Keep Safe During Play
The American Academy of Pediatrics offers the following recommendations for outdoor summer play:
On the Playground
• The playground should have safety-tested mats or loose-fill materials (shredded rubber, sand, wood chips, or bark) maintained to a depth of at least nine inches. The protective surface should be installed at least six feet (more for swings and slides) in all directions from the equipment.
• Equipment should be carefully maintained. Open "S" hooks or protruding bolt ends can be hazardous.
• Swing seats should be made of soft materials such as rubber, plastic or canvas.
• Never attach - or allow children to attach - ropes, jump ropes, leashes, or similar items to play equipment; children can strangle on these.
• Make sure metal slides are cool to prevent children's legs from getting burned.
• Take your child with you when you shop for the bike, so that he or she can try it out. The value of a properly fitting bike far outweighs the value of surprising your child with a new one.
• Buy a bike that is the right size, not one your child has to grow into. Oversized bikes are especially dangerous.
• Your child needs to wear a helmet on every bike ride, no matter how short or how close to home. Many accidents happen in driveways, on sidewalks, and on bike paths, not just on streets.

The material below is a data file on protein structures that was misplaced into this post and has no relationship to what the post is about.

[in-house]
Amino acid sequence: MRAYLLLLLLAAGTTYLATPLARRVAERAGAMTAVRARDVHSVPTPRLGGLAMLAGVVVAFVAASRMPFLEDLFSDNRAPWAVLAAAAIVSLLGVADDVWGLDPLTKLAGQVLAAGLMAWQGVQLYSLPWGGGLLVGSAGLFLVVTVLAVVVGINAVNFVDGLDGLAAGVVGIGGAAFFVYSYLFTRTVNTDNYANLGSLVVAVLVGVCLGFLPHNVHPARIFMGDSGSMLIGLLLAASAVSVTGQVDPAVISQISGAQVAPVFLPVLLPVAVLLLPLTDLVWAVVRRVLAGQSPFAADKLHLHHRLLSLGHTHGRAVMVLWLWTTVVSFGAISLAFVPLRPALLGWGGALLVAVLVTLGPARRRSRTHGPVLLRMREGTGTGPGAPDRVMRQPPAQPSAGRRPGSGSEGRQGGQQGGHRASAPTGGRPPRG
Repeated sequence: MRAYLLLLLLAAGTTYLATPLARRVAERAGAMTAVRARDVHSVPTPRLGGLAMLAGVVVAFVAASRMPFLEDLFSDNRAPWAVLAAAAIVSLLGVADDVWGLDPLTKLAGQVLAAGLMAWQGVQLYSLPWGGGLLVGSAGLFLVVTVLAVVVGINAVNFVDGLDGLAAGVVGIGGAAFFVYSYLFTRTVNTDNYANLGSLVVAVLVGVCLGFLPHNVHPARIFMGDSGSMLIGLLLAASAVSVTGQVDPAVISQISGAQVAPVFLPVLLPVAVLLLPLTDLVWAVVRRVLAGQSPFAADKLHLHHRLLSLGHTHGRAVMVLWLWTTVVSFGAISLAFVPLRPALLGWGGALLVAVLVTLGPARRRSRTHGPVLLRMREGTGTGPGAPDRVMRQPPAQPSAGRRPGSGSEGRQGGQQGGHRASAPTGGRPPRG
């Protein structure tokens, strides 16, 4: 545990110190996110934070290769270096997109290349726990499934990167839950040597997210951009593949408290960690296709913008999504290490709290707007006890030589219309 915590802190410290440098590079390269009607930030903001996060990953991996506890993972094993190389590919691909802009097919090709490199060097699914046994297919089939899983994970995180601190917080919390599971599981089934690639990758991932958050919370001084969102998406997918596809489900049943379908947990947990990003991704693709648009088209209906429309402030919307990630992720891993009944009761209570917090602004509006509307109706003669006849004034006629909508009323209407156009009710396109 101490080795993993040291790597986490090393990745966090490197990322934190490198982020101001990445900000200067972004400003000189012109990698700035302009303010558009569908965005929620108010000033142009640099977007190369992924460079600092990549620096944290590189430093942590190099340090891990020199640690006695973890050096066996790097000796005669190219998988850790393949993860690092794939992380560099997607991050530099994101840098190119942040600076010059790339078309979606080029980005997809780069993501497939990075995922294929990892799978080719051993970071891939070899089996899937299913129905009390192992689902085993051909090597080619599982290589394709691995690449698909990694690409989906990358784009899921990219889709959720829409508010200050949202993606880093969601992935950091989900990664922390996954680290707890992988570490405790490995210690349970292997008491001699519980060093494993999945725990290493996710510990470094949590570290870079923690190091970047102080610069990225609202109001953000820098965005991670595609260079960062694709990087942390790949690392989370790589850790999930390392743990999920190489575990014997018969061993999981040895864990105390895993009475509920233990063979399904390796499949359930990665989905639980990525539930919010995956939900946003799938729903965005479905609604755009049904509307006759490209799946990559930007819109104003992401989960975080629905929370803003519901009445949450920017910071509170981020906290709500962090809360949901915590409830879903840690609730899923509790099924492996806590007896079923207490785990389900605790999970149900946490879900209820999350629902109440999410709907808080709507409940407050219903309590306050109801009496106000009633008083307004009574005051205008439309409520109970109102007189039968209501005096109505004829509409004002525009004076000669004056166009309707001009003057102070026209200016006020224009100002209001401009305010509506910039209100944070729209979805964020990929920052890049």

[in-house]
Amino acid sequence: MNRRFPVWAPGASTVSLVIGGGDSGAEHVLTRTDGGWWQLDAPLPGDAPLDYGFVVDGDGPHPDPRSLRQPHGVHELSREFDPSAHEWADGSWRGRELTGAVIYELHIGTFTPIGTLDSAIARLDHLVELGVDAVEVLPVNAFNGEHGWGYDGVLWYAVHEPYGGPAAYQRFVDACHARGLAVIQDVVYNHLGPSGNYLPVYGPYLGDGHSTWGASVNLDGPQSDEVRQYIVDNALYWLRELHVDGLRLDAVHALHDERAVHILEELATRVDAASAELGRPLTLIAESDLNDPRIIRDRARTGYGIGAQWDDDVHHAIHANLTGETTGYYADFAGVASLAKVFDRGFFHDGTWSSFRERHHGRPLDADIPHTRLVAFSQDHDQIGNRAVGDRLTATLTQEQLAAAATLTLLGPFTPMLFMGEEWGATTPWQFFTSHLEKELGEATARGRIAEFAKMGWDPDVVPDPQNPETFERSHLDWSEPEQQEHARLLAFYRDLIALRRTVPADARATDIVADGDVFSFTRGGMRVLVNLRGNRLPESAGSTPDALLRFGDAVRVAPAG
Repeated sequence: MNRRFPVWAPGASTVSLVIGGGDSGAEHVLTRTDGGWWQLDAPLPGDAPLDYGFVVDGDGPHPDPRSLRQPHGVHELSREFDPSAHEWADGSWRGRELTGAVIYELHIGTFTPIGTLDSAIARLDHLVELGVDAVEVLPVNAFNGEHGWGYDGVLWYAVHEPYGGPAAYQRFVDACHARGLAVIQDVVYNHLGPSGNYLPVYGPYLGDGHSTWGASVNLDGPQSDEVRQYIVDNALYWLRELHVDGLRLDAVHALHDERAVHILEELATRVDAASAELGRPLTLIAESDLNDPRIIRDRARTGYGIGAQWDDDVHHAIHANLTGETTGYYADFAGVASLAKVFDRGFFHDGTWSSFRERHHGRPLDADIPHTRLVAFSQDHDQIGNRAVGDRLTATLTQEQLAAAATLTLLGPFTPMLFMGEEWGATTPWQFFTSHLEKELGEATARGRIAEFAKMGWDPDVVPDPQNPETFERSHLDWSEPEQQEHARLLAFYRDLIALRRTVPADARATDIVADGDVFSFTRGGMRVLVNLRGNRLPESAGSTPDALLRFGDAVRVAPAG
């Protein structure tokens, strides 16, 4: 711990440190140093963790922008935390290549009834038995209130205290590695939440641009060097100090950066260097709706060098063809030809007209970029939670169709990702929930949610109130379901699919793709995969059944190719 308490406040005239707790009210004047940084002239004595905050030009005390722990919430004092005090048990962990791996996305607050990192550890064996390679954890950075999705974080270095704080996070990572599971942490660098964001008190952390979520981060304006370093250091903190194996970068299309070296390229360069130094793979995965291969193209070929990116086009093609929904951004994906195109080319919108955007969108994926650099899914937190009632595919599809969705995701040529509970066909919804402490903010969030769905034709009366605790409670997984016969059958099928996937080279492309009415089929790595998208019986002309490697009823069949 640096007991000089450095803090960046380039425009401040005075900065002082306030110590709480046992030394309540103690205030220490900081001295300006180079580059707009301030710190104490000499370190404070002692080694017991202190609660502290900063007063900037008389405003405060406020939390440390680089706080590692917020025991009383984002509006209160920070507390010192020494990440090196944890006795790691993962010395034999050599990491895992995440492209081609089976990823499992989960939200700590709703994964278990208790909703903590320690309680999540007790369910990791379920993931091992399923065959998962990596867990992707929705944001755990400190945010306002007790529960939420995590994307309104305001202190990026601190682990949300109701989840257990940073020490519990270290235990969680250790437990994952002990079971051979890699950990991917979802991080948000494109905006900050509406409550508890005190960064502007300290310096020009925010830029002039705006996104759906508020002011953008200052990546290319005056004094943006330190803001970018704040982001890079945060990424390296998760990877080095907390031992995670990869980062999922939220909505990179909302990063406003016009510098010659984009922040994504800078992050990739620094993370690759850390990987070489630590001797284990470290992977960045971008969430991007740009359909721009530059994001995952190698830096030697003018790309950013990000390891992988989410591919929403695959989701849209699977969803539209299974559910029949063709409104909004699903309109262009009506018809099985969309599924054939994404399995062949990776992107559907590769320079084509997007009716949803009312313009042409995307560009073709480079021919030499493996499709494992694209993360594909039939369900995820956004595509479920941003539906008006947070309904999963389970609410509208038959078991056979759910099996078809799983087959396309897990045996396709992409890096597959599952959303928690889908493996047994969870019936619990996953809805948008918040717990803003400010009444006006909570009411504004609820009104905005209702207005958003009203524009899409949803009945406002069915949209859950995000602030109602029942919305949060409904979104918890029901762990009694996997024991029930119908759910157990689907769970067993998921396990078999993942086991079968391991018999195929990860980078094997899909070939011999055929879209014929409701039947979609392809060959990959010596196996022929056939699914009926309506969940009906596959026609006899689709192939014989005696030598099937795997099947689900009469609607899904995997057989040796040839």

• When purchasing a helmet, look for a label or sticker that says the helmet meets the CPSC safety standard.
• A helmet should be worn so that it is level on the head, not tipped forwards or backwards. The strap should be securely fastened, and you should not be able to move the helmet in any direction. If needed, the helmet's sizing pads can help improve the fit.
Skateboards, Scooters, In-line Skates, and Heelys
• Children should never ride skateboards or scooters in or near traffic.
• All skateboarders and scooter riders should wear a helmet and other protective gear; wrist guards are particularly important.
• While in-line skating or wearing Heelys, be sure to wear appropriate protective equipment and only skate on designated paths or rinks, not on the street.
For more summer safety information, visit www.aap.org.